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  • Ontario police collar head of cult-like church on sex and violence charges

    Frederick King.Judging from his photo, Frederick King hardly looks like a charismatic religious leader who held a Mormon splinter sect in his thrall.

    But the pudgy, moustachioed King apparently controlled the Church of Jesus Christ Restored that dwelled in a former Ontario ski resort and allegedly kept several "church wives" while ruling his congregation allegedly through intimidation and violence.

    King, 55, was arrested in a Hamilton, Ont., hotel room on the weekend and charged with more than 20 criminal counts, including sexual and physical assault, uttering death threats, sexual interference and sexual exploitation, the National Post reports.

    King's brother, Judson William King, was arrested in Oakville, Ont., last week and charged with assault with a weapon, uttering death threats and four counts of assault, QMI Agency reported.

    [ Related: Polygamy, exploitation charges considered in Bountiful case ]

    Frederick King dropped off the radar in 2012 after Ontario Provincial Police began investigating

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  • Privacy watchdog slams Toronto police for sharing suicide-attempt reports with U.S.

    Attempting suicide is not a crime either in Canada or the United States. It's considered a mental health emergency and is treated as such.

    Suicides or attempts are also generally private. News organizations don't report them unless publicity can't be avoided — in the case of a celebrity, say — or it's an incident that directly affects the public.

    So it's disconcerting to learn police forces in Ontario have been sharing data on suicide attempts with U.S. border agents and the FBI via the Canadian Police Information Centre (CPIC), causing some travellers to be barred from entering the United States.

    Ontario Information and Privacy Commissioner Ann Cavoukian published a report Monday into her investigation of several cases in which Ontario residents were barred from crossing the border apparently because of their mental-health history.

    She specifically cited the Toronto Police Service as having a policy of automatically recording all incidents of suicide in CPIC's Special Interest Police

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  • Plans for Jim Flaherty’s rare state funeral excite mixed reviews

    I don't know about you, but I was surprised when it was announced former finance minister Jim Flaherty would receive a state funeral.

    Flaherty died suddenly a month after stepping down from the post he'd held ever since Prime Minister Stephen Harper's Conservatives were elected in 2006. Though he'd been battling a serious and painful auto-immune skin disease that left him looking tired and bloated, Flaherty, 64, claimed to be in otherwise good health and looking forward to a new life in the private sector.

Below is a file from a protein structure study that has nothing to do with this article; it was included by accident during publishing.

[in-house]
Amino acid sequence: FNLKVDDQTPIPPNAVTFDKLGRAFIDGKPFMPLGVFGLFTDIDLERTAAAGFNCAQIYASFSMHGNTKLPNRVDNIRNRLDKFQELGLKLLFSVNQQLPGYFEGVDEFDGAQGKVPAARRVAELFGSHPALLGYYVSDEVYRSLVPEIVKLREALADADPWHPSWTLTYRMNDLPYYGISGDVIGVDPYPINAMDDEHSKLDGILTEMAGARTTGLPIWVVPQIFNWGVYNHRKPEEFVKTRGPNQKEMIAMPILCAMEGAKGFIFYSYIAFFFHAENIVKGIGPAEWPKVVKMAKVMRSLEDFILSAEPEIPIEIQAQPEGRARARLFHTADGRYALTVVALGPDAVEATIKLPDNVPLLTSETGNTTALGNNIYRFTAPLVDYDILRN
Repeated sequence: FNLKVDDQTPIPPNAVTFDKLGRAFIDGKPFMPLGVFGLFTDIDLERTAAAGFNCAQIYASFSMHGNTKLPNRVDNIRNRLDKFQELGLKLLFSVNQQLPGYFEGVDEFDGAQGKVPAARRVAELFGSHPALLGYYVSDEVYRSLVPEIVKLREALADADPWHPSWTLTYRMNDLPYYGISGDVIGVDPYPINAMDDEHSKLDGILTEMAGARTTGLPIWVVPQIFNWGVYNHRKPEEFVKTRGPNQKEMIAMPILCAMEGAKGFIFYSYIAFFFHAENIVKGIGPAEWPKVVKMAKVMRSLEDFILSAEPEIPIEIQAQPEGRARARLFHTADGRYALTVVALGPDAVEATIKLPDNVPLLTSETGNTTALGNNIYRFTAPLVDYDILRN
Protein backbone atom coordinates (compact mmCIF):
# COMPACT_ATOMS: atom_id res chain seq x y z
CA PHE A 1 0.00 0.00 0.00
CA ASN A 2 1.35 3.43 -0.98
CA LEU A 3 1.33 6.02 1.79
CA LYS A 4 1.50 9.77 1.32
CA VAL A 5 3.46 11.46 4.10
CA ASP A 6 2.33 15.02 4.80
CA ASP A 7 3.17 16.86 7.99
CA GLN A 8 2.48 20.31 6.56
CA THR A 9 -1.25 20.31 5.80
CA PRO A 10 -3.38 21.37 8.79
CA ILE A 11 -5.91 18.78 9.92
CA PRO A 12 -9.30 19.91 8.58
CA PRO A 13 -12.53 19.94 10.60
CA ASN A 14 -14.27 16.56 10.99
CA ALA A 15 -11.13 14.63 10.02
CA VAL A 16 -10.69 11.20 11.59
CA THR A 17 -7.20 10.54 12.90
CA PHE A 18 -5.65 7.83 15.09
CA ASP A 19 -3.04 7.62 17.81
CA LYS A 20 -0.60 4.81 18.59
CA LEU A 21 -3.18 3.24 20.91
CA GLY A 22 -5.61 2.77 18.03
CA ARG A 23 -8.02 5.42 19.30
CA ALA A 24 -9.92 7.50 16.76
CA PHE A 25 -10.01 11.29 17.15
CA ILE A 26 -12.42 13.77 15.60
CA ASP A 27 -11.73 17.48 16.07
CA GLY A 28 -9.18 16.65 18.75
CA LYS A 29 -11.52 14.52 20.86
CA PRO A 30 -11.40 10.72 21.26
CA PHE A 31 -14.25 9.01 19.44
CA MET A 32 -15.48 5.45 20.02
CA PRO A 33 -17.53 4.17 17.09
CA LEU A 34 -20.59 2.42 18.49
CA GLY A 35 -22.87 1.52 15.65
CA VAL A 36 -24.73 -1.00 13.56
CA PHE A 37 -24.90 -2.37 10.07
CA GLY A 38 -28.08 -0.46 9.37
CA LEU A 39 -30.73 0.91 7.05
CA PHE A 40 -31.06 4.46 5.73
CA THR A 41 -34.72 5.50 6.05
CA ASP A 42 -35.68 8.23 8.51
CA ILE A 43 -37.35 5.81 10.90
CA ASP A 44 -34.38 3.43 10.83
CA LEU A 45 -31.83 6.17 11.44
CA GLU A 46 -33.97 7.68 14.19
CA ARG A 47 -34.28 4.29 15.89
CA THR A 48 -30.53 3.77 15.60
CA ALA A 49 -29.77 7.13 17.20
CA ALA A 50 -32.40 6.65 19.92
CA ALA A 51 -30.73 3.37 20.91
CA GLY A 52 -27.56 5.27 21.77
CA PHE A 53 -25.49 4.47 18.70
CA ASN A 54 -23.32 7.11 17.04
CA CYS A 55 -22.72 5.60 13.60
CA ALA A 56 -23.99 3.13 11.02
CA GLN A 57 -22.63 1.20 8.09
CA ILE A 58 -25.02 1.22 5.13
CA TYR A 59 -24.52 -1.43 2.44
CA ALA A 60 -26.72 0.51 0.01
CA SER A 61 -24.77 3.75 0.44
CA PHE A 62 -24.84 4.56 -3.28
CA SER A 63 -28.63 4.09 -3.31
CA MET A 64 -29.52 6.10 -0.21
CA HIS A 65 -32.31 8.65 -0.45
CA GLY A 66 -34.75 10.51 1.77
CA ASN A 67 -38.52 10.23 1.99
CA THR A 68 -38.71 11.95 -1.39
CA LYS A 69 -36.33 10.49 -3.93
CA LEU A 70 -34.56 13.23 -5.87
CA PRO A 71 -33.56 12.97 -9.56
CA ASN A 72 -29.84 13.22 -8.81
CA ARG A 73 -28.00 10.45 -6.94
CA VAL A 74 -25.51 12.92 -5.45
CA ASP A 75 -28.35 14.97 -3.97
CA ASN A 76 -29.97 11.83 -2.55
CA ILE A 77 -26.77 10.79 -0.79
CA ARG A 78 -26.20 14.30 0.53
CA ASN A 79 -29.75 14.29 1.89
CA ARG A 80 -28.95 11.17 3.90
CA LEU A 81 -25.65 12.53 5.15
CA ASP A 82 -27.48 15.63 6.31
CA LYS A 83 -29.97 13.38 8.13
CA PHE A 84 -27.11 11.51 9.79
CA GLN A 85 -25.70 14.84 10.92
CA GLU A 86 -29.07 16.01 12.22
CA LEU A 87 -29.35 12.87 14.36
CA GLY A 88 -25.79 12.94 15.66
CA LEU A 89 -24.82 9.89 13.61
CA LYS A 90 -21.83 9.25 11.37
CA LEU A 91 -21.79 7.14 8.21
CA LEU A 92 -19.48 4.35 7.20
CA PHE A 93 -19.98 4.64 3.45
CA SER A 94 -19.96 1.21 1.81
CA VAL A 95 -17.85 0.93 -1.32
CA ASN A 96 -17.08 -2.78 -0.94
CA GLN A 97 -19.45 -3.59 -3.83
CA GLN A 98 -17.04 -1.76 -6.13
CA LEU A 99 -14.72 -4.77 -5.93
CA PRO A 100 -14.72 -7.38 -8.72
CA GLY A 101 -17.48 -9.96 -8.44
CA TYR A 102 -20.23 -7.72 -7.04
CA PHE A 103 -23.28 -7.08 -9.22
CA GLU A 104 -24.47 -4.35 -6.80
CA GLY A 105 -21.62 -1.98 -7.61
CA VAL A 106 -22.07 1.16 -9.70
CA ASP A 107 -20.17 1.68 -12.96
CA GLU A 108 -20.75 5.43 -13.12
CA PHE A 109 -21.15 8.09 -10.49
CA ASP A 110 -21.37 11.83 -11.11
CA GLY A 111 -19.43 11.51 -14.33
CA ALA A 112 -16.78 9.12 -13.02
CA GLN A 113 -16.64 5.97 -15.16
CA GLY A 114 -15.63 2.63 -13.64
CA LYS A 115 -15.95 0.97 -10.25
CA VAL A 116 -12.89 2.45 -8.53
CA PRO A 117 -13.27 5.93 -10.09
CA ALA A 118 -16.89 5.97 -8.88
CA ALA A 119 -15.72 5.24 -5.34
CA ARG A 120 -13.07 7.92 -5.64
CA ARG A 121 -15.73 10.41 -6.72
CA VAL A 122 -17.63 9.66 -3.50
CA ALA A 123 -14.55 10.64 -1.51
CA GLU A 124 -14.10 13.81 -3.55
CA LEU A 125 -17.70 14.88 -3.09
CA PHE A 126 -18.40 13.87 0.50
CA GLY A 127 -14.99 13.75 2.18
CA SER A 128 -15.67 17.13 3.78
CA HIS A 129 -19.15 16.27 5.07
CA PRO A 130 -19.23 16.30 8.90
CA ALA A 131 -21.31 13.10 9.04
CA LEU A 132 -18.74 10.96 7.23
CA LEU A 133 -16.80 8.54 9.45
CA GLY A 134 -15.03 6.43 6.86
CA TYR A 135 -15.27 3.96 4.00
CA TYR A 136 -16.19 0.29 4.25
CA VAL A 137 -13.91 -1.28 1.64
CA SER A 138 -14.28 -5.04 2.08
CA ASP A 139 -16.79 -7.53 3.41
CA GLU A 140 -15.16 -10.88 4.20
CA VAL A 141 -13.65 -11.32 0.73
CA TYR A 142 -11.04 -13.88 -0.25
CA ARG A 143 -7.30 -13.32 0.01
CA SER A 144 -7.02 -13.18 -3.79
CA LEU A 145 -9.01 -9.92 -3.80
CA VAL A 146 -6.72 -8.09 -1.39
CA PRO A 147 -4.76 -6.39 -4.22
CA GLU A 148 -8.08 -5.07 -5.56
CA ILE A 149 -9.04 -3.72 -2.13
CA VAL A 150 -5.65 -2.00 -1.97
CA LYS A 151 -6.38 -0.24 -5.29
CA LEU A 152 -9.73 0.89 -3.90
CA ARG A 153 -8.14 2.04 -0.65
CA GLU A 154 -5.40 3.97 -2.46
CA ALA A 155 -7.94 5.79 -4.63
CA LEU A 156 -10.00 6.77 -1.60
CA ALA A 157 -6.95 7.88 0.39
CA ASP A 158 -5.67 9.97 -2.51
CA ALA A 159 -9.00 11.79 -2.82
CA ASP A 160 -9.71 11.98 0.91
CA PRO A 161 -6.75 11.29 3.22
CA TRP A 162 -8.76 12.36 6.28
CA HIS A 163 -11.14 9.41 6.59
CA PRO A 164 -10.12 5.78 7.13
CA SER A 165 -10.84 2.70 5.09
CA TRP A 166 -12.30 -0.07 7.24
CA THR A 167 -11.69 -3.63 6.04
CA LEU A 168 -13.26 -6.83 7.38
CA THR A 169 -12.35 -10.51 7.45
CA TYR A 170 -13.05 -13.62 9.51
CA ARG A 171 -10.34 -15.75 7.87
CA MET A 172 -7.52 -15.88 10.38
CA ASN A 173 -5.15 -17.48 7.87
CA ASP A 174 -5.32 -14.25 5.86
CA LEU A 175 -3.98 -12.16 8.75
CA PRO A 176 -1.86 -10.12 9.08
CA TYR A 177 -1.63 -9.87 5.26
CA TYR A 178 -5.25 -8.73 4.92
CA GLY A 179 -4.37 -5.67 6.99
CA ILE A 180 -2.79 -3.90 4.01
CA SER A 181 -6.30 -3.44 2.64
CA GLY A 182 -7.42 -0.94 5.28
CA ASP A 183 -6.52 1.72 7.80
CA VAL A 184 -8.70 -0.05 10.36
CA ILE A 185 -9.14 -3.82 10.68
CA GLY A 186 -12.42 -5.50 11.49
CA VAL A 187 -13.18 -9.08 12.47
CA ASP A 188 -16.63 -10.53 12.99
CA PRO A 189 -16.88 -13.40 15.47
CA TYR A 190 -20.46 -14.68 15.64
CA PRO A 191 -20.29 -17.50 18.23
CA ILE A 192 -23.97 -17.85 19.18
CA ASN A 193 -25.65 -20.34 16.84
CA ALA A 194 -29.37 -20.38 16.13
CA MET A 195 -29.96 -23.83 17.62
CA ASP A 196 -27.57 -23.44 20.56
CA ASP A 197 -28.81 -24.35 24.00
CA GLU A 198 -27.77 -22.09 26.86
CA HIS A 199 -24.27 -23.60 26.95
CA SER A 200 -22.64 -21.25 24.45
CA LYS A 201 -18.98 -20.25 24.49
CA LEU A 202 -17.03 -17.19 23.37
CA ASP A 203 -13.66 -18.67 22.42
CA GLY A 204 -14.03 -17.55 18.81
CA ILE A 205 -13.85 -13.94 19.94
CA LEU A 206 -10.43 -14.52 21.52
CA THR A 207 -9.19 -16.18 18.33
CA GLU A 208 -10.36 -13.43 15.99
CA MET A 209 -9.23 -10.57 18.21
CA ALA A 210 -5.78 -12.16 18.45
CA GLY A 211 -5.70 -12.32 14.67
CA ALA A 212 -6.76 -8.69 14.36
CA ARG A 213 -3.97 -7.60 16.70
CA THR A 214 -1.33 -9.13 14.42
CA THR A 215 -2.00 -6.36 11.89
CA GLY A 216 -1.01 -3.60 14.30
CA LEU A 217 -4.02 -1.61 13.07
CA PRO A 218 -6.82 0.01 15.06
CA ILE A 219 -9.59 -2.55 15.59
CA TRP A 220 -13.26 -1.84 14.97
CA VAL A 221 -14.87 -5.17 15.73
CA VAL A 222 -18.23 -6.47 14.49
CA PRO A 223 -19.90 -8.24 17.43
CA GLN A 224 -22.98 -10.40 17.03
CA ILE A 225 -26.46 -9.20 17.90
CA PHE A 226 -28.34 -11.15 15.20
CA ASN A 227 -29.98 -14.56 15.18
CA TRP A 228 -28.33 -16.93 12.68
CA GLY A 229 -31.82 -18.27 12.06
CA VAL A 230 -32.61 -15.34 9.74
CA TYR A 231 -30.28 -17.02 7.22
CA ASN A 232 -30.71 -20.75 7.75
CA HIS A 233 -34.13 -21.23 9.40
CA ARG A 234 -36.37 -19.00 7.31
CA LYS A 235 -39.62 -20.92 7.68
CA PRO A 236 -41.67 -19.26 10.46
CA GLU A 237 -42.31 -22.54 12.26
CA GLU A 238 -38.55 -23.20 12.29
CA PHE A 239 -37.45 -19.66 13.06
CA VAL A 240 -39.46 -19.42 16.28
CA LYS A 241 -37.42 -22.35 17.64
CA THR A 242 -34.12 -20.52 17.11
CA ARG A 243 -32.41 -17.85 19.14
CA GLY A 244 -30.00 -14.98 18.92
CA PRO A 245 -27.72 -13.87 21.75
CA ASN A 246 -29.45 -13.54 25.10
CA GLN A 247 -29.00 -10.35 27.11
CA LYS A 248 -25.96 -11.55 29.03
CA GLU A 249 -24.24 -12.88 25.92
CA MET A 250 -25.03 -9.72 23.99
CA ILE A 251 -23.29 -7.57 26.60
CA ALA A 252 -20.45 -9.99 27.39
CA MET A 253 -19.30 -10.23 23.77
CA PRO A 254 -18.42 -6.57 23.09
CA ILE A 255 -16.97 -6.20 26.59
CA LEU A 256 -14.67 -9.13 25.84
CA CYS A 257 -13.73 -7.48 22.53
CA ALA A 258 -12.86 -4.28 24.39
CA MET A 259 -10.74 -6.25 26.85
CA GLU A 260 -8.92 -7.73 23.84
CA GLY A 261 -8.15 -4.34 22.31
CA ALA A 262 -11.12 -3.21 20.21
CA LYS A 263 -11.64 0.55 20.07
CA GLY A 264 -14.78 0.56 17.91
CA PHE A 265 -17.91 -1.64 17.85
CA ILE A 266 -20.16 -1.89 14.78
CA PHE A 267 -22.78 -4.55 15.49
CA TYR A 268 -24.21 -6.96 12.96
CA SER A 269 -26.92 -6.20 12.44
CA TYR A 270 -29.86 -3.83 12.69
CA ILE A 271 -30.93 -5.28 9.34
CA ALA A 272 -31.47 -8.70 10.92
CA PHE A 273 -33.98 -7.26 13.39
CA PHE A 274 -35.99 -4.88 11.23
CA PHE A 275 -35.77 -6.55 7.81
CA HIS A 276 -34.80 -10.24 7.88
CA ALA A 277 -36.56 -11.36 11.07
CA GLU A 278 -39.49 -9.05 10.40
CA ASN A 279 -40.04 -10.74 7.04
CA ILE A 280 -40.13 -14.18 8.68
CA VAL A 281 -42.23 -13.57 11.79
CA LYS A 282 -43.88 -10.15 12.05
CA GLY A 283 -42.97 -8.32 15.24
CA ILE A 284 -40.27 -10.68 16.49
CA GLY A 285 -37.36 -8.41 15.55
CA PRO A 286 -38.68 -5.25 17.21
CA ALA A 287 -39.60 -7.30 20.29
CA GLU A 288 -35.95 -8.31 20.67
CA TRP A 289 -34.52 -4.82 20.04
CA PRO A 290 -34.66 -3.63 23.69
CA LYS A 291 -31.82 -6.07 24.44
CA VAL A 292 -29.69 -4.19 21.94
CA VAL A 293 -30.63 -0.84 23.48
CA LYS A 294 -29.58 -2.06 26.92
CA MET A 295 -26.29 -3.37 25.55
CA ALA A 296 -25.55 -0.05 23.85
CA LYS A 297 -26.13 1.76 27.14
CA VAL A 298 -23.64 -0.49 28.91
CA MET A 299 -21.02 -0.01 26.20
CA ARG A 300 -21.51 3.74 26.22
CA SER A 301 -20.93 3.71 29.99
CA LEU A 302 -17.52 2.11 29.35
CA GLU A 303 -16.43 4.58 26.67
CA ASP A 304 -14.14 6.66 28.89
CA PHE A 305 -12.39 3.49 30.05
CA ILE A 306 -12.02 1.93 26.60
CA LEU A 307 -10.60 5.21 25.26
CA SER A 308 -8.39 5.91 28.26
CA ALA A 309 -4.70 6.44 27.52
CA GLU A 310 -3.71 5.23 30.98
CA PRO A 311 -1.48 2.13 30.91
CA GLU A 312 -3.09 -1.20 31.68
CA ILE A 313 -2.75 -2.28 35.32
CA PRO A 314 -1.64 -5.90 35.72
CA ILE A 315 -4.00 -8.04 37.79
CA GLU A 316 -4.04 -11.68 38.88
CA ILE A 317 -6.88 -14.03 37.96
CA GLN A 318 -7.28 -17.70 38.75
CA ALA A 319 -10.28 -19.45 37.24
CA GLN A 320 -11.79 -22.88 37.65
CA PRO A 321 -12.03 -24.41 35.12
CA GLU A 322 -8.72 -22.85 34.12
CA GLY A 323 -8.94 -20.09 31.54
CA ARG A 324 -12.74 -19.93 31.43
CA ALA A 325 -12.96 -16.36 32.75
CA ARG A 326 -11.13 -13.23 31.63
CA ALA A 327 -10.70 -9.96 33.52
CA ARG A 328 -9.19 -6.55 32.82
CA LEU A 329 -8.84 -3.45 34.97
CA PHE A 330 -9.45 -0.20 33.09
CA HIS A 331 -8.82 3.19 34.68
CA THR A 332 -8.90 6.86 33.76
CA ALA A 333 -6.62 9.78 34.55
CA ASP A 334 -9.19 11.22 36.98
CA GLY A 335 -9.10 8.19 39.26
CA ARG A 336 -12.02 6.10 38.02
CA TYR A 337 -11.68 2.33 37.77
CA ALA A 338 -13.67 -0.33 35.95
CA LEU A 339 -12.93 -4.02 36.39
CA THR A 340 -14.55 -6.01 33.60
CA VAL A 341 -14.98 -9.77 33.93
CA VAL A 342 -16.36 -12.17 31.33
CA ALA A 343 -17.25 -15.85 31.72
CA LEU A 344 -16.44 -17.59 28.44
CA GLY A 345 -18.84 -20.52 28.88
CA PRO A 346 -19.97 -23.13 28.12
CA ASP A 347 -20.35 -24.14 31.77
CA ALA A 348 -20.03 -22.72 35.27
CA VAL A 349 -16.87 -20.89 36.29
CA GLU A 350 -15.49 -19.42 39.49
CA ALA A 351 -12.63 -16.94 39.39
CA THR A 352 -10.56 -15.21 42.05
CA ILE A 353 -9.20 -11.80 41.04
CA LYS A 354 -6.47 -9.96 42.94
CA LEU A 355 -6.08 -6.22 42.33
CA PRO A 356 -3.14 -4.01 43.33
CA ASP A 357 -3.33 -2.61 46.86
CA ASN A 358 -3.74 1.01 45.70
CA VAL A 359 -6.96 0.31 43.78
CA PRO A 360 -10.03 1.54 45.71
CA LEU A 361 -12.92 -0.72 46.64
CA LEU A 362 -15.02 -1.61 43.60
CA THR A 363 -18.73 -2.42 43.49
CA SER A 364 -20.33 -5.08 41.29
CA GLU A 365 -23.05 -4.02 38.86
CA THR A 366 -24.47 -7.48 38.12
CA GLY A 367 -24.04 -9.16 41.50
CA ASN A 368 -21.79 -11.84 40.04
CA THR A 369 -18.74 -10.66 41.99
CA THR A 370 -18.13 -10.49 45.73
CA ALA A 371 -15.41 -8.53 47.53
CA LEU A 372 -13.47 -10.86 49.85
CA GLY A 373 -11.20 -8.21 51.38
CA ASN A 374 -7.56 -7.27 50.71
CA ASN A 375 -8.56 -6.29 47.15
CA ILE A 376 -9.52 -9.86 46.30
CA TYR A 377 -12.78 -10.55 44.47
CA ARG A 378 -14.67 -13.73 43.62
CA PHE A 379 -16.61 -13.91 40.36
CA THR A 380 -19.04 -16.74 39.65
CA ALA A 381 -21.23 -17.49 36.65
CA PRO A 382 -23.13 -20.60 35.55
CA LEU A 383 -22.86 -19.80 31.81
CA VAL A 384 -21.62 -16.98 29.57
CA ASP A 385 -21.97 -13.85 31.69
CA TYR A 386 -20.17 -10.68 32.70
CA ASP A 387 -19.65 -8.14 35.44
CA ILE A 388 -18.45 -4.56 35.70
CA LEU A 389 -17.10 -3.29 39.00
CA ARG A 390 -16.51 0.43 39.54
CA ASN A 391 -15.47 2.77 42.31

So when he died in his Ottawa condo apartment Thursday morning of an apparent heart attack, the entire political establishment reeled in shock. Grief crossed party lines – witness NDP Leader Thomas Mulcair struggling to hold it together before the cameras.

    People from inside politics and out came forward to share their stories about Flaherty, his combativeness but also his personal warmth, generosity and his ability to remain friends with political opponents – traits not normally

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  • New murder charges against Dellen Millard further complicate Bosma case

    The so-called Kijiji killing, one of the most mystifying murder cases in Canada, has gotten even stranger.

    What started out as the inexplicable death of a man trying to sell his truck via online classifieds ad has blossomed into a case involving an alleged staged suicide and the disappearance of a young woman police now believe is dead.

    Police in Ontario announced Thursday they've tied all three deaths to one man but aren't prepared to connect-the-dots publicly, leaving people to speculate.

    The announcement was followed on Friday by the court appearance of a new face in the case, a woman who is reportedly Dellen Millard's girlfriend.

    21-year-old Christine Noudga of Toronto was charged with being an accessory after the fact in Bosma's death. The Crown alleges she helped Millard and Mark Smich, his acquaintance and co-accused, escape after the alleged murder.

    Noudga appeared in court Friday, shackled and biting her lip in nervousness, CBC News reported.

    Millard and  Smich were charged

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  • Change slowly coming to Bangladesh garment industry one year after disaster

    As we approach the first anniversary of the the Rana Plaza building collapse, the deadliest industrial accident since the 1984 Bhopal disaster, it's worth asking if anything has changed much in Bangladesh's garment industry.

    The apparent answer is 'maybe.'

    On April 24, 2013, the eight-storey building housing a number of clothing factories in the Dhaka suburb of Savar crumbled into a pile of concrete and steel rubble, killing more than 1,100 workers and injuring 2,500 more.

    The output from Rana Plaza was destined mostly for western clothing stores and the disaster exposed the the appalling conditions that low-paid garment workers endure so we can buy shirts, pants and dresses at rock-bottom prices.

    The world subsequently learned employees were ordered to continue working in the building the day after dangerous cracks began appearing in the shoddily constructed building. Shops and a bank on the ground floor closed.

    But conditions in Bangladesh's garment and textile industry, its main